“The level of your Leadership IQ will have a direct impact on the performance capacity of your people now, and in the future.” —Cheryl Scanlan

Which list do you see yourself on? That was a bit of a trick question. The truth is that most of us spend a bit of time on each list. What yields a lower Leadership IQ is when you are not aware where you reside “most” of the time. The lack of awareness provides diminishing returns because you are not measuring the impact, whether positive or negative, that you are having on your people.

Building Capacity into Your Team

It’s no secret that a strong leader will take the time to invest in professional development so they can become better at what they do. However, next level leadership investment involves a commitment to learn how to help others go to the next level in what they do as well. Just yesterday, I was on the phone with a client who has a very refreshing approach to this. He spends a fair amount of money on the development of his employees and the results speak volumes about the health of the business. He could sock that money away for himself, but he is more interested in longer term, generational investment than he is in buying more toys that he first owns and then, own him. A wise leader, like this client, understands that it’s not just his/her ability to get the ball over the finish line. What’s important is how a leader supports and equips the team members to get the ball over the finish line that matters most.

This creates a multi-level advantage for your company. You grow yourself, you grow your people and your company grows as a result of the first two actions. Not only does your company grow in profits, it grows in strength and capacity at all levels. Then, as a whole, you have the ability to adapt to new, different or adverse circumstances, to remain resilient when necessary and innovative as you face the future. No one could have prepared us for the current crises that are wiping many companies out of business. However, while some are dying, others are thriving.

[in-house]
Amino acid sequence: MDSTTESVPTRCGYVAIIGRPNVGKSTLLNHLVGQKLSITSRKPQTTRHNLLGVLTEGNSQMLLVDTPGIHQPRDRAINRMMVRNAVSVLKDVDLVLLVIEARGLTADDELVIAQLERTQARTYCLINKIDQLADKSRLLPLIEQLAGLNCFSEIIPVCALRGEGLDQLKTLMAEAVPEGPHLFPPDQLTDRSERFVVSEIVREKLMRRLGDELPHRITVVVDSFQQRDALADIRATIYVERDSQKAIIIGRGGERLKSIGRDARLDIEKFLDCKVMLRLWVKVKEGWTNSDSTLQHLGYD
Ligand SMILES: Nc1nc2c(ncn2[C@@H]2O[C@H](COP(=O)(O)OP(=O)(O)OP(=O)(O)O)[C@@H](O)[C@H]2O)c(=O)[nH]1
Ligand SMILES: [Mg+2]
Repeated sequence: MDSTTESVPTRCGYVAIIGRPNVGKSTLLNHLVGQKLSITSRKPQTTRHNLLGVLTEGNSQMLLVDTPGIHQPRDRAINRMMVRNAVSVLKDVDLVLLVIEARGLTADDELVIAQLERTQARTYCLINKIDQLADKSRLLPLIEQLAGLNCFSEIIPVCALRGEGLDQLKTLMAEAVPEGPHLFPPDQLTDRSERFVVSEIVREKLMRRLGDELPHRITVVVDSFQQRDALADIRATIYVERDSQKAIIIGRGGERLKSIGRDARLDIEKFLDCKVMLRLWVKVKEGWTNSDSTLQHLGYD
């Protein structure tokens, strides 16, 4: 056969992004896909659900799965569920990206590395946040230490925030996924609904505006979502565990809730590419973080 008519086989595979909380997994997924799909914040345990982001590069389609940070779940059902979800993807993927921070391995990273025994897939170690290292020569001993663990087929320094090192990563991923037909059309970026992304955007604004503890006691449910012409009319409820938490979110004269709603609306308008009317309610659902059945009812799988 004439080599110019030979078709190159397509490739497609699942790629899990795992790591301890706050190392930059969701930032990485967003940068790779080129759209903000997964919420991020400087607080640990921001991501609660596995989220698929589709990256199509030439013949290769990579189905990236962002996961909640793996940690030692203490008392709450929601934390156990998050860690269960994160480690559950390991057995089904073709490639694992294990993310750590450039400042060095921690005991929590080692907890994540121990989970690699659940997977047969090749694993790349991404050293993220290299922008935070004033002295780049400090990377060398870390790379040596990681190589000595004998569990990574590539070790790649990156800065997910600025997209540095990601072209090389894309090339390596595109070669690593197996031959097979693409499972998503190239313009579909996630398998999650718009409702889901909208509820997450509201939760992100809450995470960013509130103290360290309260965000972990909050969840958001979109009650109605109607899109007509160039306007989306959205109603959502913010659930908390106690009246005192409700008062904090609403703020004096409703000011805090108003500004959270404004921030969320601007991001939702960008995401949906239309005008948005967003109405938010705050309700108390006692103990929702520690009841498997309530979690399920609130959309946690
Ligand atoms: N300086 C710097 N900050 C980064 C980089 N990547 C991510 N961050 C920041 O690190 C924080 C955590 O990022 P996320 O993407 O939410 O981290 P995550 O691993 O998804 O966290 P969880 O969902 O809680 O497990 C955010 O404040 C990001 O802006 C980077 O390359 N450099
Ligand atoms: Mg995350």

I recently spoke with an executive who told me that their company is the strongest that it has ever been. At first glance, that would seem impossible since before COVID-19 their whole sales team traveled to visit clients to sell the product, then back again to install the product a few weeks later. Well, the pandemic stopped all travel for a month and the entire sales team was sent home. They had no idea what would happen next. The team kept meeting with clients, only they met virtually and began closing more contracts than they had when they were flying all over the country. Once the contract was closed, the equipment was sent out and they walked through the set up with the client via video call sessions. The client was happy and the company saved an enormous amount of money they would have spent on travel. This did not happen by accident. It happened because the company did their part to equip the team to be confident partners in serving the clients and contributors of ideas before they needed them.

I asked them if they would go back to the old way of travel once the pandemic was over and their response was a strong “NEVER.” That company is now positioned to be a legacy company that will survive long after the founders are gone. The Founders are high Leadership IQ people who understand what it means to develop themselves plus how to acquire the skills they need to develop their people. From day one of the business, they were building capacity in their people by giving them opportunities to give input, to contribute ideas, and to share ownership, not only for outcomes but for direction and growth. They also allowed them to share in the problems, mistakes and failures of the business.